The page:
A week before that crucial sending-off against City, the Northern Irishman said “At the end of last season, he played as a false winger from the left, coming inside and got goals. He played his first season here wide on the right. He’s played as a wing-back, wide in a midfield four.
In all the systems, what you get from him is a work-rate and a mentality and Jordan has got quality.”
He excelled on the back of Suarez and Sturridge’s goal-fest in 2013/14 playing in a more advanced role to Steve Gerrard’s deep-lying quarterback. The year after he managed his best ever Premier league return of six goals, becoming vice-captain in prep for his ultimate succession of Gerrard the following year
Under Klopp, Henderson has had to make the transition to a holding role, which has naturally taken away the memories of his box to box breaks. However, his World Cup performances, helped by the bold new world of Gareth Southgate, certainly gave short shrift to the idea that the midfielder can only look sideways. In actual fact, new evidence is more favourable. In the Premier League this season, Henderson has completed 456 passes, 28% of which have been forward with 33% backwards. This compares favourably with other holding midfielders playing similar roles such as Eric Dier, Jorginho and Fernandinho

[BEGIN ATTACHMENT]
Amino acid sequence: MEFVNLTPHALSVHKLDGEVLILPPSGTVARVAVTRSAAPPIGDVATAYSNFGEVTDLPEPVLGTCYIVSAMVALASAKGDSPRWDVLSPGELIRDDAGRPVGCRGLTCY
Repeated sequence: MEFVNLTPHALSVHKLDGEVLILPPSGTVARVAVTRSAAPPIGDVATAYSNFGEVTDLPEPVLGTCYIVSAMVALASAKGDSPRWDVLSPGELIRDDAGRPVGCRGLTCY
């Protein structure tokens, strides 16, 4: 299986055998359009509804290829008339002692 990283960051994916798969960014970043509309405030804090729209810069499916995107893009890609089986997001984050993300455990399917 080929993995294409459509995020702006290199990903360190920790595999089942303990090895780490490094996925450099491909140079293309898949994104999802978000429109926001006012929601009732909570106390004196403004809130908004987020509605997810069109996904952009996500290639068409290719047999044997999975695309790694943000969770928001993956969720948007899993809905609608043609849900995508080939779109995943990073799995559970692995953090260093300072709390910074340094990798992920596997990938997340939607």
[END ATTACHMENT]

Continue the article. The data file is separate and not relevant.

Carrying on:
As quiet man Fabinho struggles to impose himself at the club and Naby Keita endures an equally tricky start with form and injury Henderson’s worth to his manager and team mates has actually grown, despite the observation that the Milner-Wijnaldum-Hendo triumvirate is more workhorse than show pony.
What became increasingly clear during a busy summer is that the man has matured into a real leader on and off the pitch, especially in Europe. Any industrial language is kept to the grass (Loris Karius will know all about that after ignoring the skipper’s penalty advice on Radja Nainggolan) while he continues to impress in front of the media. He refused to blame Karius immediately after the desolation of Kiev and ensured the players celebrated their CL semi-final win over Roma with a banner for stricken fan Sean Cox.
In the cauldron of the Parc des Princes, Henderson will hope to repeat his excellent September performance against the French superstars to prevent his side needing an Olympiacos-like night to qualify for the knockout stages of the Champions League. In one cameo during the opening game of the group, he won the ball back three times in succession from Marquinhos twice and then Neymar. This is the player the naysayers fail to acknowledge.
“Sometimes I can be a little bit cautious in keeping the ball, playing a safe pass rather than an adventurous one. Maybe I need to take more risks going forward.” That was Jordan Henderson in November 2011. Some say nothing has changed seven years later.
As Liverpool enter a crucial week, Klopp’s trusted lieutenant will ignore the negative to ensure that his latest red card doesn’t lead to the same feeling of desolation as four years ago. To his manager, the captain is “the embodiment of what it means to be a Liverpool player”. The German has his back as do his team mates. That is all that counts.